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Philosophy Videos and Podcasts

By Bruce Barbour - April 2023

I have recently joined a philosophy discussion group. The membership of the group is not professional philosophers. Nor is the group typically made up of people who have tertiary level education in philosophy - though there may be one or two. Even the leader is not a person who has tertiary level education in philosophy, though he has taught other subjects at a tertiary level. He just has an interest in philosophy and has done private study in the area and wants to share his interest in the subject.

Personally I also have had an interest in philosophy and over the years, and have read a number of books on the subject. Since joining the group my interest in philosophy has been rekindled. The biggest change between the earlier years of my interest and now is the wealth of material on philosophical subjects on the Internet and in particular on Youtube.

I agree that listening to and viewing philosophy on YouTube videos and listening on Internet podcasts is the lazy man's (or woman's) way of approaching philosophy. It is not sufficient for an academic study of the thoughts of philosophers - though you often see in the comments uni students who are doing philosophy commenting that they understand a topic better after seeing the video.

The approach is quite adequate for me. I do not have the time nor the inclination to become an academic philosopher. I just want to hear of and think about the many varied and interesting, and sometimes strange and contradictory, ideas of some of the truly great minds of humanity. Sometimes to agree. Sometimes to disagree. To go to primary source material would involve reading hundreds, if not thousands, of books. And some of the primary source books that I have looked at are fairly impenetrable to the casual reader. However having watched quite a few videos it has encouraged me to start reading again in this field. 

The best of the YouTube sites and podcast can condense complex philosophical materials into an understandable (and often entertaining) form, suitable for people who are not philosophers.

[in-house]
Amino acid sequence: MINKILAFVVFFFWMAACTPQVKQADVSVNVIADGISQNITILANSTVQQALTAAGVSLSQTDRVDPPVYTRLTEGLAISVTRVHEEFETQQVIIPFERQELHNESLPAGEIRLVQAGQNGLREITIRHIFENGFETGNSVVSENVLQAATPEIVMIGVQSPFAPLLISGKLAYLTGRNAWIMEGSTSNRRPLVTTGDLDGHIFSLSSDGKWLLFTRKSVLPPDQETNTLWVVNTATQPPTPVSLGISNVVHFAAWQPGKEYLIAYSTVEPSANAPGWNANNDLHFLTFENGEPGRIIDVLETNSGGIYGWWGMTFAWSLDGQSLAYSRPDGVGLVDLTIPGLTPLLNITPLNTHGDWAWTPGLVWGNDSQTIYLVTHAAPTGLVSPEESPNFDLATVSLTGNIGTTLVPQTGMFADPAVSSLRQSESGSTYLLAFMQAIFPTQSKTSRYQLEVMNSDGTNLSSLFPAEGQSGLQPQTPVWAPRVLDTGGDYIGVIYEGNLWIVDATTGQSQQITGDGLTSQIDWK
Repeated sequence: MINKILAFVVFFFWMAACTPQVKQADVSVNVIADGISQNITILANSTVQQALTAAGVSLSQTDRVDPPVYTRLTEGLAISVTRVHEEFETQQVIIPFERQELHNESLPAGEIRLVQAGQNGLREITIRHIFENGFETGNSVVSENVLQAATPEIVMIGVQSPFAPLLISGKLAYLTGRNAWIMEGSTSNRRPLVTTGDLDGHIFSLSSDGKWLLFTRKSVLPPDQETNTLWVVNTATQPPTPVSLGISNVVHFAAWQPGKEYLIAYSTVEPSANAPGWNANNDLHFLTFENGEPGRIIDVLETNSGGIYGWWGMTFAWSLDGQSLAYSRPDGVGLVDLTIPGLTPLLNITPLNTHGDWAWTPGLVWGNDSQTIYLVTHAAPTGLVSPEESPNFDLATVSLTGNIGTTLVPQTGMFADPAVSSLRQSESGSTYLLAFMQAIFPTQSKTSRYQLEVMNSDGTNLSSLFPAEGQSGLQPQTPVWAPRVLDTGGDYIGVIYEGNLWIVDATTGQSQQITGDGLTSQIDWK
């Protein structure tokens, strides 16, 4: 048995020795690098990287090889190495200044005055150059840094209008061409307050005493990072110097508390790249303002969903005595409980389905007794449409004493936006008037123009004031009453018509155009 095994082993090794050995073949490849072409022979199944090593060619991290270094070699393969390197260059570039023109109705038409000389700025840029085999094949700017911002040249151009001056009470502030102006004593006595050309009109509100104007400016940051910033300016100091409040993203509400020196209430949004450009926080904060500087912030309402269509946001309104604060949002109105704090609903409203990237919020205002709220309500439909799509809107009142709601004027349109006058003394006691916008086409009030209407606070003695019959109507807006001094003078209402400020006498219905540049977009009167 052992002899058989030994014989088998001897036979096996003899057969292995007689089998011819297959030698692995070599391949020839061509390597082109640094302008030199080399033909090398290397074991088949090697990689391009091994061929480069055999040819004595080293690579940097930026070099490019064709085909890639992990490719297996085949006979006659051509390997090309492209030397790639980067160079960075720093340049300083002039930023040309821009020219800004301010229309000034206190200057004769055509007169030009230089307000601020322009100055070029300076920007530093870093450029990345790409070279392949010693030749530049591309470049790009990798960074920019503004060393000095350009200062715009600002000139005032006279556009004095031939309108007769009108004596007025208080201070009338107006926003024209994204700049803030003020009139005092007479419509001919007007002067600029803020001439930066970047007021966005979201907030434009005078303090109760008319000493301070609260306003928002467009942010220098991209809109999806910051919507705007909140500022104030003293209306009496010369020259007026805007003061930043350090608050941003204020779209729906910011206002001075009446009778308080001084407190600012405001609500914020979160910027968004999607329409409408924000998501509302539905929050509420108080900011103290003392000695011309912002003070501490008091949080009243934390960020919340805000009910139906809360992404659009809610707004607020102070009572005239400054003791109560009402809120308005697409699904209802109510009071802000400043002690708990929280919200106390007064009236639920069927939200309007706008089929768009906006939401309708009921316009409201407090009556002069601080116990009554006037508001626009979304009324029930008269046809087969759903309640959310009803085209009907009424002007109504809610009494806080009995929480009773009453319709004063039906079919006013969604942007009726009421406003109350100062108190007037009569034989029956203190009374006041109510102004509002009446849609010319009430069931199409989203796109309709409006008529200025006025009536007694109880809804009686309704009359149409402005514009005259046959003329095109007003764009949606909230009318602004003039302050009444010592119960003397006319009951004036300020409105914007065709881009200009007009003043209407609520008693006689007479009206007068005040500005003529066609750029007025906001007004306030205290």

Below I provide a list of some of my favourite YouTube channels and podcast sites on philosophy. There are plenty of other philosophy channels on YouTube of varying quality and interest. And other podcasts on the Internet as well. These are often worth investigating as they can sometimes nail it on a particular topic of interest even if they are not as good on others.

YouTube Channels

Jeffrey Kaplan - is an American philosophy professor who created YouTube videos for most of his introductory philosophy university course. (He also appears to be writing in mirror - a skill that only a very few can do in real life. Can you guess how he does it in these YouTube videos? The hint is in the word - video.)

Philosophy Vibe - Don't be put off by the animated characters that are used to present these videos. The videos are comparatively short and to the point. One of the aspects I really like is that they usually also present the counter argument to the original argument.

Wireless Philosophy -  They say "Our mission is to introduce people to the practice of philosophy by making videos that are freely available in a form that is entertaining, interesting and accessible to people with no background in the subject." They say there are contributions from "professors from Yale, Stanford, Oxford, MIT, and more!"

The Living Philosophy - Often has interesting takes on philosophers and their philosophies.

Einzelganger - often interesting. Though he has a couple of philosophies he likes to promote.

Eternalised - The presenter is self taught in the area of philosophy and psychology - mainly from reading books - and a few videos as well. However his videos are often interesting.

Podcast Sites

Philosophize This - There are over 170 episodes so far (April 2023). A new episode is added most weeks. Typically half hour podcasts. Usually interesting. Also on YouTube.

Philosopher's Zone - from our own ABC (Australia). Usually half hour interviews with an academic philosopher or an author, discussing a particular philosophical idea. Interest varies depending on topic and the interviewee.

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